Leadership stereotypes: Men still dominate

Over our most recent decade, women in the U.S. have made great strides in taking on new leadership roles. We’ve had our first female presidential candidate and our first female Speaker of the House. In 2011, 13 Fortune 500 companies were run by women and – get this! – those companies outperformed the overall stock market by 28 percent, according to an analysis by Forbes magazine.

But, alas, a new meta-analysis shows that our society still views leadership as a male trait.

The study, out of Northwestern University, found that women are hampered with two forms of prejudice when it comes to taking on leadership roles:  They are viewed as less qualified in general. And when they assume traits we associate with leadership, such as assertiveness or decisiveness, their behavior is viewed as inappropriate. (One Huffington Post columnist uses a less appropriate but more colorful word.)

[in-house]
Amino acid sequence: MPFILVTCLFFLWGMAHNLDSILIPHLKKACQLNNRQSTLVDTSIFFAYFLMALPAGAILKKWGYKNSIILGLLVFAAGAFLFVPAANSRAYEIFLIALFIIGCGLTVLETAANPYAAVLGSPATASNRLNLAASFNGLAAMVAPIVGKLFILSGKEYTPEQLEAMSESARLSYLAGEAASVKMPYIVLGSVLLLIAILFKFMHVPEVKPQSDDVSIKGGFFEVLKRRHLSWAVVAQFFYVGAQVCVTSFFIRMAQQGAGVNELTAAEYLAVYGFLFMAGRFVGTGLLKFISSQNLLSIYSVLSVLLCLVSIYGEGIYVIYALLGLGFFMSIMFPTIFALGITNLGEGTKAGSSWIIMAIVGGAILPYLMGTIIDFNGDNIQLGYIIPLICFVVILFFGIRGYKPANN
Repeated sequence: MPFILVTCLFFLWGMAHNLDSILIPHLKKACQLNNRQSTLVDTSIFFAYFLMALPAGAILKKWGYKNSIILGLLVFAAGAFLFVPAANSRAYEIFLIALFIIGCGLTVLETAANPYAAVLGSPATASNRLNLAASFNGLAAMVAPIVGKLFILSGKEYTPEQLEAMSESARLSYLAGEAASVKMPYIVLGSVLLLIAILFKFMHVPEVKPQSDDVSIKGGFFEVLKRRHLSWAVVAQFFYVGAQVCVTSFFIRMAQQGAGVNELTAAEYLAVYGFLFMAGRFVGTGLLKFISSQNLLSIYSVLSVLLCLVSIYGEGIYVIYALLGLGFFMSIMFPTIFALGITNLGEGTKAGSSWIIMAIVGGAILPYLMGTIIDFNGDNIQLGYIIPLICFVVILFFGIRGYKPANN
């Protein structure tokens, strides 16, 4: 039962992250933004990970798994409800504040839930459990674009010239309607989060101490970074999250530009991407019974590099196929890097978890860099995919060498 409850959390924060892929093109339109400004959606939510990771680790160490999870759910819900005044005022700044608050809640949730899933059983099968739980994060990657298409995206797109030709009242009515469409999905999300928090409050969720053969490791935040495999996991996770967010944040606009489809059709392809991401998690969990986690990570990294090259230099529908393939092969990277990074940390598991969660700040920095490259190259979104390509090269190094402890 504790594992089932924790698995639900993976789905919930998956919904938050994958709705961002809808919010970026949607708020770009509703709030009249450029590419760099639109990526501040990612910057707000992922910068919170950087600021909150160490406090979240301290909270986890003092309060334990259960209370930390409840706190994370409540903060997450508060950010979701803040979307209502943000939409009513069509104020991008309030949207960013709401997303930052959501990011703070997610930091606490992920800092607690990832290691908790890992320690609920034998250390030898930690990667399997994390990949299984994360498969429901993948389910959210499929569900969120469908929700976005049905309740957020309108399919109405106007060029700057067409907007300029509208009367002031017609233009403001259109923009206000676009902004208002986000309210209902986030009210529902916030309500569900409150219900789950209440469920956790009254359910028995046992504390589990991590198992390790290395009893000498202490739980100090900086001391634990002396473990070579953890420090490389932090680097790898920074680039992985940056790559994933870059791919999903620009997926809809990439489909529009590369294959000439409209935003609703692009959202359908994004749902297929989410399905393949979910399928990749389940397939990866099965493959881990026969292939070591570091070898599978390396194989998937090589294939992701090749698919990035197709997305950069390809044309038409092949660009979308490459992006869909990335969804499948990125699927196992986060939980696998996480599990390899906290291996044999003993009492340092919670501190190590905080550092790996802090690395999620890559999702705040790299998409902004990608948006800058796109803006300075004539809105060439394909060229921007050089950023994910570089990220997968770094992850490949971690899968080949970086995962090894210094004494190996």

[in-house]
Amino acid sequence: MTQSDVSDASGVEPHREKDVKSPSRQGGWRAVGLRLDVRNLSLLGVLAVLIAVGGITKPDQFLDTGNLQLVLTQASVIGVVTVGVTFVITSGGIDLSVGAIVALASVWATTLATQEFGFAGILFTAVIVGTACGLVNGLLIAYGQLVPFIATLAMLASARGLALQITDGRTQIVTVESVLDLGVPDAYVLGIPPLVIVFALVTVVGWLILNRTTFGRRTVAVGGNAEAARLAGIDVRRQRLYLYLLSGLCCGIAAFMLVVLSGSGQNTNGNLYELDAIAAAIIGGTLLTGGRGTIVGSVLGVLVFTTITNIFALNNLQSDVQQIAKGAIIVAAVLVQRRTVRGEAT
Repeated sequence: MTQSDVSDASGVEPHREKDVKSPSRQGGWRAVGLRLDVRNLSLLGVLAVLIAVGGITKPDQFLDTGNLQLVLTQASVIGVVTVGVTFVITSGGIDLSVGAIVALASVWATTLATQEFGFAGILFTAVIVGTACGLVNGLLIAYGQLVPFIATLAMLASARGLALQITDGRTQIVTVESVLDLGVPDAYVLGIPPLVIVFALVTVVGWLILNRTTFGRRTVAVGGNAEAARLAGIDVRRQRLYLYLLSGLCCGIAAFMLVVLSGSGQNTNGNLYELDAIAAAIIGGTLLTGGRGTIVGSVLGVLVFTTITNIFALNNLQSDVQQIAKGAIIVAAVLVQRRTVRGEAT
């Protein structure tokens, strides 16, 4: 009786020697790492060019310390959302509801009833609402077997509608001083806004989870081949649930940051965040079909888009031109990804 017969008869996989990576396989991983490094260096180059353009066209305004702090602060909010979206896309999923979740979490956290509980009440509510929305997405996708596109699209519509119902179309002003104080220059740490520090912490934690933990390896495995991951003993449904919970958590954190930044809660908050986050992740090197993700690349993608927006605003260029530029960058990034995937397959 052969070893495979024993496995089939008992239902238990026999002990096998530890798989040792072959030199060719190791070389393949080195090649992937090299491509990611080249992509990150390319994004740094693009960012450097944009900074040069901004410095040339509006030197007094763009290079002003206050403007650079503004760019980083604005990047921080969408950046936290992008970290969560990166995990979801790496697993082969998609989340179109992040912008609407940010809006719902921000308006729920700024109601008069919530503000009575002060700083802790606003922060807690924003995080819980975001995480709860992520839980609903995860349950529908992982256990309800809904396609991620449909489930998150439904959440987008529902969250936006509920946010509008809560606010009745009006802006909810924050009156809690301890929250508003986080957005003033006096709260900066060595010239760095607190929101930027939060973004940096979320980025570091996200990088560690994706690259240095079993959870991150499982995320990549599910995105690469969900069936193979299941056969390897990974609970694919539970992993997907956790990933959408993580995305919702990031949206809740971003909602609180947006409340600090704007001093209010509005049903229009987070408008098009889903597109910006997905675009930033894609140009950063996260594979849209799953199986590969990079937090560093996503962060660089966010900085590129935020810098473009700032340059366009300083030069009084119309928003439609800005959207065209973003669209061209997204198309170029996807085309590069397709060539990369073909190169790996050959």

But there is a silver lining. The analysis found that masculine views of leadership are less extreme today compared to when researchers began studying the culture of leadership traits in the early 1970s.

So what’s a woman to do?  Personally, I agree with Huffington Post columnist Laura Hibbard. The best thing we can do is to take on more leadership roles more often. The culture shift has already begun. Now we just need to make sure it continues.

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